Safety Disappears in a Hurry

April 5th, 2006 by

Dressed in surgical scrubs, Dr. Michael Tsan Ty was driving through downtown Boston on his way to Brigham & Women’s Hospital. He was in the midst of his usual 80-hour workweek as a neurology resident. Perhaps he was thinking about his post-doctoral work at MIT, where he studied the way brain cells recover after they are damaged by disease or injury. Or he might have been thinking about his small theatre group, which he somehow found time for during his hectic week. We will never know, because he happened to be in the wrong place at the wrong time: a scaffolding fell off of a building and crushed his Honda. In addition to killing Dr. Tsan, two construction workers died in the accident.
A series of articles in the Boston Globe describe how the scaffold came down during the dismantling process. It might have been human error. It might have been mechanical failure. Investigators are focusing on the apparent disconnection of a metal tie that had secured the 3-ton platform to the building. While there is much that is not known at this point, we do know this: Bostonian Masonry, a subcontractor to the general contractor Macomber Builders, was under tremendous time pressure to finish the job.
According to one employee of the masonry company, Workers had been laboring two shifts a day, seven days a week to try to get the building ready for the next school year. This push to complete the job has left many of the workers exhausted.
”The pressure is unbelievable,” said the worker.
Robert Beane, 41, the supervisor killed in the accident, worked so hard at his construction job that ”it seemed like it beat the snot out of him,” said Edward Page, who once was Beane’s roommate. Beane had plenty of construction experience and had completed a number of OSHA training programs. His co-worker, Romildo Silva, a young Brazilian with a family, dreamed of opening a hair salon. He, too, died in the accident.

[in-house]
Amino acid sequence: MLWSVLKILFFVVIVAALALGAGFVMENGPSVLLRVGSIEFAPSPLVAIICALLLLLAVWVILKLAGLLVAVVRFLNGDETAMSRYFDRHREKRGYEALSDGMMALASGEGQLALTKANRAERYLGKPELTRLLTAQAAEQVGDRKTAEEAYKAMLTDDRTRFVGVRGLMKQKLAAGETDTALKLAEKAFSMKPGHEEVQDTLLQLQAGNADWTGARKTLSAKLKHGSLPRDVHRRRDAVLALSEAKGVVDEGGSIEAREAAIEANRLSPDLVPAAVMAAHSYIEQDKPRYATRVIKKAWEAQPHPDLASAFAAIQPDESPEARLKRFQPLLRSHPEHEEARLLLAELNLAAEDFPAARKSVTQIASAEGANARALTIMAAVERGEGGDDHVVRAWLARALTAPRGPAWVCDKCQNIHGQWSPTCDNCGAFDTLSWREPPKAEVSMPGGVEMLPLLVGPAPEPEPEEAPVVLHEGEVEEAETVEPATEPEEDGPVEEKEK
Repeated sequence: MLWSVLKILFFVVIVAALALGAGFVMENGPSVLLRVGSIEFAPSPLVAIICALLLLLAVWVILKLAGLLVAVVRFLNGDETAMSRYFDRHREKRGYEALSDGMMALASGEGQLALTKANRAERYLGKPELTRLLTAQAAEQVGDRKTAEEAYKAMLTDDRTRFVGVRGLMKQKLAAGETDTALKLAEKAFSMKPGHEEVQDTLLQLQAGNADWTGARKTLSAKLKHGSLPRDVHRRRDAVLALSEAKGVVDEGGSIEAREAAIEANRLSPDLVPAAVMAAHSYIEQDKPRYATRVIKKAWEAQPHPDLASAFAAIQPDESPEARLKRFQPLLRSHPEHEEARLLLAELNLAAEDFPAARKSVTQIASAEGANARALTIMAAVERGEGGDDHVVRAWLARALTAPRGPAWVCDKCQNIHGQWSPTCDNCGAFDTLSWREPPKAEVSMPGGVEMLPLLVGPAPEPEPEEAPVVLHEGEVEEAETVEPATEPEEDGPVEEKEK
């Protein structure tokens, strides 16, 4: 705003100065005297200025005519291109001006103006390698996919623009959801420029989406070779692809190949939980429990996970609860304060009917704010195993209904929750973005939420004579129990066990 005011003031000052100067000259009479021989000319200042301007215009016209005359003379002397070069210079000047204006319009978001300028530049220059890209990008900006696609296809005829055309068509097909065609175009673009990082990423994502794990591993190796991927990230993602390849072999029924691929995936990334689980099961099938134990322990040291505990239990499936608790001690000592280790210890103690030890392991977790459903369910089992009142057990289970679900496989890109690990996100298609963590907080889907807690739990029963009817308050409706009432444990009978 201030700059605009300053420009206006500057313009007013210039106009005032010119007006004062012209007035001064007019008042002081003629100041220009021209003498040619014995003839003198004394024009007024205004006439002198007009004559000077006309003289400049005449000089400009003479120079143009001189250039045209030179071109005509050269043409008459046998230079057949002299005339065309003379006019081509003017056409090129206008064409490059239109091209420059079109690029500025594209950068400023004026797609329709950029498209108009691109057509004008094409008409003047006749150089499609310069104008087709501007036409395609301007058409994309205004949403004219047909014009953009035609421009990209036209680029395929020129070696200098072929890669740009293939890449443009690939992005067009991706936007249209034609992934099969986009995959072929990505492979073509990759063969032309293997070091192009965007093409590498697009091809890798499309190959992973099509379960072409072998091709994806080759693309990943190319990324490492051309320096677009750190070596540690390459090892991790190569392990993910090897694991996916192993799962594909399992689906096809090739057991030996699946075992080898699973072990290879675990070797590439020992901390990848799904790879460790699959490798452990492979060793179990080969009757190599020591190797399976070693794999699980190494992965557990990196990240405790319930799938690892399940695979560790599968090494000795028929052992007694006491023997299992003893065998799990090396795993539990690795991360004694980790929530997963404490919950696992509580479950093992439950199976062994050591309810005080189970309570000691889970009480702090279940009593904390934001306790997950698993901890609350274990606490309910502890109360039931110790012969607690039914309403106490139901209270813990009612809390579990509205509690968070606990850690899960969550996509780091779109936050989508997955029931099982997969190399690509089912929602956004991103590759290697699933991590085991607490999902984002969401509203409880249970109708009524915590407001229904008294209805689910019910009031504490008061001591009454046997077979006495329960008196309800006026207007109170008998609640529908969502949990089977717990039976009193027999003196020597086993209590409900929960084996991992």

Time Pressures
Where did the pressure come from? We need look no further than the public statement of the customer, Emerson College. Officials said that from the outset, the project, renovating an office building into dormitories, had been scheduled to open this fall.
”It’s going to open September 2006, and that was stated at the outset of construction,” said Emerson spokesman David Rosen. ”We expect it to be finished on time if work resumes within a week.” In other words, inspectors have a week to complete their work and draw their conclusions. A week to bury the dead and move on. Then it’s back to business as usual.
We are in no position to judge the pace of the work or the working conditions. Both Macomber and Bostonian Masonry have been cited for OSHA violations in the past, but that does not necessarily mean there were problems at this particular jobsite. At this point I would guess that human error caused the accident. But how can you factor in the deeply-rooted fatigue that appears to permeate the Emerson jobsite?
Fingers pointing everywhere, but no one is to blame. Let’s extract just one simple lesson from this incident: haste trumps safety, every time. No safety program can adequately adjust for an unreasonable pace of work. Whether you’re driving a car or working on a scaffold, when you’re in hurry, you and the lives around you are always at risk.

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